Zoe update: the roller-coaster...

Discussion in 'Health & Wellness' started by Jenk, Jul 31, 2011.

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  1. Jul 31, 2011 #1

    Jenk

    Jenk

    Jenk

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    Since bringing Zoe home from the vet's yesterday--and narrowly avoiding the euthanasia process--she's only passed three smallish fecals. They were moist and not bone-dry, which is at least a small plus.

    Still, by 7 pm, we found that she was again straining like before. I don't know if there's more fecal material to be passed (that moved farther "down the pipeline" after the other muck came out of her), or if something else (like the mass) is an issue.

    I know it's bad that she's not been eating much at all for days. And, yet, I'm scared to force anything down her. I've given her some very watery CC yesterday evening (15 mL's) and gave her a small bowl of some this morning. It's risky, though, since the protein content of CC irritates her digestive lining. (Talk about a Catch-22.)

    I see myself as having three options:

    1) have the vet give her another enema (maybe two) tomorrow (Monday). I'm not in love with this option because Zoe would likely have to remain at the vet's for the procedure(s), since they'd have to work it/them in around their schedule. And the vet giving them uses a catheter. (Yes, I tried talking her into using a pediatric ear-bulb syringe. She seems to think it important that the water enter the body in a timed manner and said that the syringe wouldn't allow for that like a catheter does. But to clarify, she told me she only inserts about 1/2" of the catheter; she's not been feeding great lengths of it into Zoe.)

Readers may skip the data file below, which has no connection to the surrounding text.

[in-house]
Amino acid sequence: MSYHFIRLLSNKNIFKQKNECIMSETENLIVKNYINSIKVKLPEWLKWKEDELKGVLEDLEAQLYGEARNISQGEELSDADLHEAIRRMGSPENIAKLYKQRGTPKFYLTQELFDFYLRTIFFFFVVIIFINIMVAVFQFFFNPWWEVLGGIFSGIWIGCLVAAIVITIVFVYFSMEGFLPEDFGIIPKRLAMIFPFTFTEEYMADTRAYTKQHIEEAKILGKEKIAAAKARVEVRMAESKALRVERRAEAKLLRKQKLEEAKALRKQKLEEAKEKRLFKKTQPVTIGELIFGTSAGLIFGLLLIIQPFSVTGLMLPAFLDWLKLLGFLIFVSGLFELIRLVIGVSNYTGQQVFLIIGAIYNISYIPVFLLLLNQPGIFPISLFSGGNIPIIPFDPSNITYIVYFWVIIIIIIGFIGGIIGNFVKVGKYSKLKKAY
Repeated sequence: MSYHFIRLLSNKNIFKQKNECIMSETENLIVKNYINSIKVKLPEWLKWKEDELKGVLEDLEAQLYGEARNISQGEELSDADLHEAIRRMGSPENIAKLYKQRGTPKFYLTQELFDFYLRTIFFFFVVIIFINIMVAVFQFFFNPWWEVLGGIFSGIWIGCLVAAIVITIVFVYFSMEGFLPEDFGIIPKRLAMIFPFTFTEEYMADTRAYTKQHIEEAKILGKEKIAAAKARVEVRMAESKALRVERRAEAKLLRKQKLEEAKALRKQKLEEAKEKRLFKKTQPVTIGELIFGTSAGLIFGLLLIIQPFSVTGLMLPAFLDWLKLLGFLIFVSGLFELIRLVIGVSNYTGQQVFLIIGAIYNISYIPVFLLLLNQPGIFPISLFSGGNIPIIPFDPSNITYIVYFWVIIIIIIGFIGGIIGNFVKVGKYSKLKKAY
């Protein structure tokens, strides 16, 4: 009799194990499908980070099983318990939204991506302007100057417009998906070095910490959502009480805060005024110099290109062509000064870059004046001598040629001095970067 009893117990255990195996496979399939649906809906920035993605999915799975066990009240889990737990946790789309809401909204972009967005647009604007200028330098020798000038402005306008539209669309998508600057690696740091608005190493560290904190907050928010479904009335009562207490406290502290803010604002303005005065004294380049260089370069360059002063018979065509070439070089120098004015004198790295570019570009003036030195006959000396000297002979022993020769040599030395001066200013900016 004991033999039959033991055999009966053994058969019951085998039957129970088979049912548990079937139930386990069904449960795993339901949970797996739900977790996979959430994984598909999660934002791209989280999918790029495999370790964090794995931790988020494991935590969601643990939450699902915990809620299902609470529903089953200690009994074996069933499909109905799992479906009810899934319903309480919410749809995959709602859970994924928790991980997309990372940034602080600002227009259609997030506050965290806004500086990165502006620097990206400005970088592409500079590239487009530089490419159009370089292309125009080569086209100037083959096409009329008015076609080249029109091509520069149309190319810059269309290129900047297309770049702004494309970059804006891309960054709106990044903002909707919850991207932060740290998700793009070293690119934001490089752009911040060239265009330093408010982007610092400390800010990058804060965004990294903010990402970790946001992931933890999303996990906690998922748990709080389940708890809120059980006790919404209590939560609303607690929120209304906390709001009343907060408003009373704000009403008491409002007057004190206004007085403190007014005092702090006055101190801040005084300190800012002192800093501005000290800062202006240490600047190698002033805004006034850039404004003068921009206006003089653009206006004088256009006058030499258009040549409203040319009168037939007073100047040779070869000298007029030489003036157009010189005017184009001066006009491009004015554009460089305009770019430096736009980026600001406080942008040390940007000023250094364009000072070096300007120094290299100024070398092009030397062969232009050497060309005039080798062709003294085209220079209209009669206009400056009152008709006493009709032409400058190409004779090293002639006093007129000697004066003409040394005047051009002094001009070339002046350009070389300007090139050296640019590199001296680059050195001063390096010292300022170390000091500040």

2) I attempt to give Zoe an emema (or two) at home today using the pediatric ear-bulb syringe. I admit that I'm scared to death to even try it. For one thing, I've never done it before and haven't even witnessed one given. My vet will not show me. (She lets me give sub-Qs and injectable meds. but draws the line at the enema; she's worried about the bowel being perforated. Can't say that I blame her for not wanting that error on her hands.)

    3) We leave Zoe to her own devices--only giving her sub-Qs, injectables, and a little CC today--and see how she is by tomorrow morning. If she's not improved, we could still make the same decision we'd originally made yesterday morning. :cry2

    Dear gravy, I am bone-tired from this roller-coaster ride. I used to think that things were up-and-down with Zoe's megacolon issues in the past, but I've never experienced such heartache, stress, and lack of sleep as I have been for the past week (or more).

    Jenk
     
  2. Jul 31, 2011 #2

    SnowyShiloh

    SnowyShiloh